Burma – China Pipeline Opens

British Embassies Beijing and Yangon

August 2013


Burma-China pipeline opens after a two month delay. The new pipeline will bring much needed gas and, later, oil to western China; and big economic benefits to Burma.



The US$2 billion gas pipeline was officially opened on 28 July by Burmese Vice President U Nyan Tun, Burmese Energy Ministers, the Chinese Ambassador and representatives of China National Petroleum Corp (CNPC) who built the pipeline. The pipeline, which has taken more than 3 years to construct, was delayed by 2 months.  Protestors in Kunming, concerned about the health implications of a chemical plant for refining oil linked to the pipeline, are widely believed to be the cause of the delay. The parallel oil pipeline, also owned by CNPC, is on target to begin operating at the end of 2013.


The gas pipeline, which will stretch 793km from the Bay of Bengal through the west coast of Burma to Kunming in Yunnan province, with an expected capacity of 12 bcma (billion cubic metres per annum) equivalent to 10 million tons of oil and making up 28% of China’s total gas imports, is demonstrative of how energy needs are driving China’s foreign policy. The oil pipeline stretching 770 km brings oil from the Middle East and Africa, with an estimated capacity of 440,000 barrels per day (making up 8.1% of China’s total oil imports). A senior source linked to China’s National Development and Reform Commission (NDRC- China’s macro-economic planning Ministry) stated “This project could diversify China’s oil and gas import channels so as to guarantee the country’s energy safety”.


This pipeline is one of a series that China is developing to secure natural gas from its neighbours in order to meet ambitious targets to promote natural gas. This is part of a general shift away from coal and to reduce its reliance on oil and LNG coming through the Malacca Strait. China’s gas consumption is set to triple this decade to 10% of China’s total energy needs by 2020.


But China currently doesn’t have sufficient networks of natural gas pipelines to support this increased gas consumption and is rapidly developing more. By 2020 the government plans to double the existing pipelines from 50,000km to 100,000km and to reach 200,000km by 2030, a 400% increase in 17 years. This network of pipelines will include imported natural gas, shale gas pipelines, coal mine methane and internal natural gas.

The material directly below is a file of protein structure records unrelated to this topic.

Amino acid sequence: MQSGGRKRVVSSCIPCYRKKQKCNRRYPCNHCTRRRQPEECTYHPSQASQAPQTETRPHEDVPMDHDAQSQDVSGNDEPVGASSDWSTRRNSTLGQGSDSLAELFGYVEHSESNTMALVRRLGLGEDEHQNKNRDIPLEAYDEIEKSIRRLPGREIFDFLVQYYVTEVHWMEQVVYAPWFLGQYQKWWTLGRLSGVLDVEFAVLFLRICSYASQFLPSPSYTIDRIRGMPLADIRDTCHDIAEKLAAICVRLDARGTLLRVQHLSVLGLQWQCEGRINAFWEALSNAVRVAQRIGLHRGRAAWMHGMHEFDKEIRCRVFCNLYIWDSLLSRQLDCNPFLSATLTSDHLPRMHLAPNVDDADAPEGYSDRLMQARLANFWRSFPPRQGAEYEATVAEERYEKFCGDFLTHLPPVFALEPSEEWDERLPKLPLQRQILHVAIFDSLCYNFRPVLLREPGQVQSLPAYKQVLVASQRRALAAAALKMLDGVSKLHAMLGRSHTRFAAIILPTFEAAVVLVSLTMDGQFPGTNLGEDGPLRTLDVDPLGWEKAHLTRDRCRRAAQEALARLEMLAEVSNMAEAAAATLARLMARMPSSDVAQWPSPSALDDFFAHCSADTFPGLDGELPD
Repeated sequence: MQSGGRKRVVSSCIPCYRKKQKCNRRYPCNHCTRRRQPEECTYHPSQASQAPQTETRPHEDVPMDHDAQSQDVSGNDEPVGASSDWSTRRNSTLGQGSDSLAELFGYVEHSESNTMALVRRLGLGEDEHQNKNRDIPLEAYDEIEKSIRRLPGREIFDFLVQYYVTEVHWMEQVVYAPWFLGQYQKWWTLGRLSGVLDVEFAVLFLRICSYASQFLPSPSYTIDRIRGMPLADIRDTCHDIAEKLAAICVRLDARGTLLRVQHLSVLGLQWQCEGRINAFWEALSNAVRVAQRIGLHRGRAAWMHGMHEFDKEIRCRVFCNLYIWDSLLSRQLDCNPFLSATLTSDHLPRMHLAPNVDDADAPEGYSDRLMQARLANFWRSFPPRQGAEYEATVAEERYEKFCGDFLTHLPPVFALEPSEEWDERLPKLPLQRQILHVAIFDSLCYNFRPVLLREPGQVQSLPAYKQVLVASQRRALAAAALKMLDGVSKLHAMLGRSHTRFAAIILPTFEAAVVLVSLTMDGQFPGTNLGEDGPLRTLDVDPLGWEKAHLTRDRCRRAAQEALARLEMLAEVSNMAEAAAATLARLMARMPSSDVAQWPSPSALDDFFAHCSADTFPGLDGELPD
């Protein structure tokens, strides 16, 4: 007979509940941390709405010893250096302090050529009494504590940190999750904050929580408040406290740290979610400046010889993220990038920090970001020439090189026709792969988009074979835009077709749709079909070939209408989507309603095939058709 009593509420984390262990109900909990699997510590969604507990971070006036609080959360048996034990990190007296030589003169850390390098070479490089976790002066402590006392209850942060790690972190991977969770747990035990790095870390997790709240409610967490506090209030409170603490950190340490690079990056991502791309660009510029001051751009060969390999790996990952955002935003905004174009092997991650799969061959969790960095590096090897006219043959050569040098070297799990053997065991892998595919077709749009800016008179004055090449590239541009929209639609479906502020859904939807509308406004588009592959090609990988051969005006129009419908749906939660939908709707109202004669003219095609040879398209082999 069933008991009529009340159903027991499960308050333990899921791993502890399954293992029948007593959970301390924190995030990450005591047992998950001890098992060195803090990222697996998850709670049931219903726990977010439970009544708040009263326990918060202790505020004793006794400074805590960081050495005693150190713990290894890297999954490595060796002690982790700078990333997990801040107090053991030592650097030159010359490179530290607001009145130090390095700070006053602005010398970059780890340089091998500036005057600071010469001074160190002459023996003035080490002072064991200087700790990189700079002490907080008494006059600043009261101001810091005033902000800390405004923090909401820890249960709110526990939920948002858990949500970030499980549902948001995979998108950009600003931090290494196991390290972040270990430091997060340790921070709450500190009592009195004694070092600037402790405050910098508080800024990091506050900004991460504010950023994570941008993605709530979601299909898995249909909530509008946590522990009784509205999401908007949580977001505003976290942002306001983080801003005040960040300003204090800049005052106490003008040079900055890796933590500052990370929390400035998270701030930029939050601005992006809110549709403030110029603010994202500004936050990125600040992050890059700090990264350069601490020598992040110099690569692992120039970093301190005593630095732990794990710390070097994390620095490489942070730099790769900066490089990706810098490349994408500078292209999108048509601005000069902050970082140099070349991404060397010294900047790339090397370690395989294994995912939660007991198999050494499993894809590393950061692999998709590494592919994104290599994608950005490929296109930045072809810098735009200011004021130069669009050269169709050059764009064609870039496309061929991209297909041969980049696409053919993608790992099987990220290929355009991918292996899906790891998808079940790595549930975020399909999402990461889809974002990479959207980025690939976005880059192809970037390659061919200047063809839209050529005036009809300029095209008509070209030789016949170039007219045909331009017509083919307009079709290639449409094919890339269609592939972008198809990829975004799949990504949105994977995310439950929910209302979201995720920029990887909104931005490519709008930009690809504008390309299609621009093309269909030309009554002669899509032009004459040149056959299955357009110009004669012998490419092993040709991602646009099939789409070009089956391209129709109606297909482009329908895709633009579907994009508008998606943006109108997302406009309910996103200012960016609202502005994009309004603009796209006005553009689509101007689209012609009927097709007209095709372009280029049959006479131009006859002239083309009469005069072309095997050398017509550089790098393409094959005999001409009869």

Burma will reap significant economic opportunities following the completion of the pipelines. Natural gas exports are becoming an increasingly important source of income for the government, in order to finance its economic reforms.  Income from gas exports in FY 2012-13 were was around US$4 billion, and, according to the IMF, is likely to increase by around 85% over the next three years. Burma’s Ministry of Energy has said that the pipelines will operate for 30 years with the government receiving US$13.81 million per year in royalties. In addition, Burma will receive US$6.095 million annually for the ‘right of passage’ and an oil transit fee of US$1 per tonne of export crude for the 22 million tonnes a year. Burma will also receive 2 million tonnes of crude oil and 2bcm of natural gas per year from the respective pipelines.


But the construction of the pipeline has led to environmentalists and activists urging pipeline authorities to increase transparency and address local complaints about land confiscation, inadequate compensation, safety, environmental degradation and lack of tangible benefits to Burma. In May members of the prominent and well-respected 88 Generation civil society group called on China to revisit all Chinese contracts for a number of ongoing projects in Burma.


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Sectors: Oil & Gas
Countries: Burma and China
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